A certain style of novel is on the rise. Let’s call it “literary fanfic.” Before describing this hybrid form, we should first understand its components. What is literary fiction? Answers will vary: fiction that concerns itself with style above plot; fiction that arises from, and is taught in, MFA programs; fiction that defines itself against “genre fiction.” (Of course, literary novels have their own generic conventions. My wife has come up with a Mad Libs for this kind of writing: a sad young BLANK travels to BLANK where he is betrayed by BLANK and discovers that BLANK is not all that he thought it was.) But we all know, or think we know, what literary fiction is when we see it. Jonathan Franzen and Louise Erdrich, yes; Sue Grafton and Stephen King, no.
Fanfic, or fan fiction, or simply fic, is fiction written by, well, fans: fans who take characters either real (Harry Styles) or imagined (Rey Skywalker) and create new stories, even new existences, for them. These stories are then shared online for free. Want to know what Frodo and Smaug would be like if they were in love? You can find that pairing—actually, dozens of versions of that pairing, ranging from the kid-friendly to the XXX-rated—on Archive of Our Own, the web’s best fic resource. Like any genre, fanfic has its share of duds; a story about Barack Obama’s imagined crush on Vladimir Putin is even less appealing than it sounds. But it also has gems that work in their own right and refract back upon the source text. (Jane Austen fic is especially rich.)
Looked at from a certain angle, fanfic isn’t new. T. S. Eliot wasn’t on Tumblr, but he did know that “no poet, no artist, has his complete meaning alone.” Stories come from other stories, and they always have. What distinguishes fanfic is more a matter of sensibility and style. Fanfic is written by amateurs. By that I mean both that it is written by non-professional writers, though there are exceptions, and that it is written by lovers, enthusiasts who create out of affection—complicated affection, often, but affection nonetheless—for the source text. Writers of fic are emotionally invested in what they’re writing on; they want it to keep going, to never end. Media scholar Henry Jenkins argues that “fan fiction is a way of the culture repairing the damage done in a system where contemporary myths are owned by corporations instead of owned by the folk.” This reparative work can be seen in how often fic centers on queer romance, taking a character or storyline from the margins of a text—say, the erotic charge between Emma and Harriet in Emma—and pushing it forward. Sometimes, this can be clunky, a contemporary sensibility grafting itself onto an old story. Sometimes, it can be generative, revealing how the desire to reproduce and redress shapes our reading and writing.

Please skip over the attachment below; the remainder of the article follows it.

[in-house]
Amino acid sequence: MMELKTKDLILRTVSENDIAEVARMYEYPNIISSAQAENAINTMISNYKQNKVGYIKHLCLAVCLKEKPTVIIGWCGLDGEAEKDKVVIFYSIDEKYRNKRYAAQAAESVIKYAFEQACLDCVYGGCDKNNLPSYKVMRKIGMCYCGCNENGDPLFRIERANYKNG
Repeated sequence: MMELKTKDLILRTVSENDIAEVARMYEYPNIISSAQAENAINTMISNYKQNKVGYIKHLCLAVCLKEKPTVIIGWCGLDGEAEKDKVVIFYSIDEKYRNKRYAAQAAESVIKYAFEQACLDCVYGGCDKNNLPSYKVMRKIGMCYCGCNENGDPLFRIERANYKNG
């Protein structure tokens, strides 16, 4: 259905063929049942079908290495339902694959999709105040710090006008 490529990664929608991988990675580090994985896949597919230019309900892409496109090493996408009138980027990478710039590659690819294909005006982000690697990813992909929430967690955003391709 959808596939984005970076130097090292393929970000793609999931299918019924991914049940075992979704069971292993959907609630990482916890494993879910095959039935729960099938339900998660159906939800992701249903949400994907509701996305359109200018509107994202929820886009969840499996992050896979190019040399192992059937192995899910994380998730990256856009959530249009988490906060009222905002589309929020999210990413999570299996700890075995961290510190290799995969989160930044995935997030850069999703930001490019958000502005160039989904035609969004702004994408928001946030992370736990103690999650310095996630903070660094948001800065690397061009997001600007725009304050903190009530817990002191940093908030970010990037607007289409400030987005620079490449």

Fanfic tends to have a distinctive style: heavy on sentence fragments, emotionally expressive actions, and one-sentence paragraphs; filled with italicized phrases, syntactical repetition, and present-tense verbs. These stylistic features arise from the genre’s particular demands. In fic, the writer’s task isn’t to create a character named “Han Solo” or “Barack Obama.” It’s to convince the reader of this particular instantiation of a character they already know. Backstory and general habits of mind can be excised without much loss; elements that intensify character presence and readerly identification—strong emotions and bodily descriptions—are emphasized. The result has a particular staccato rhythm. Everything, from syntax to narrative perspective, stresses immediacy.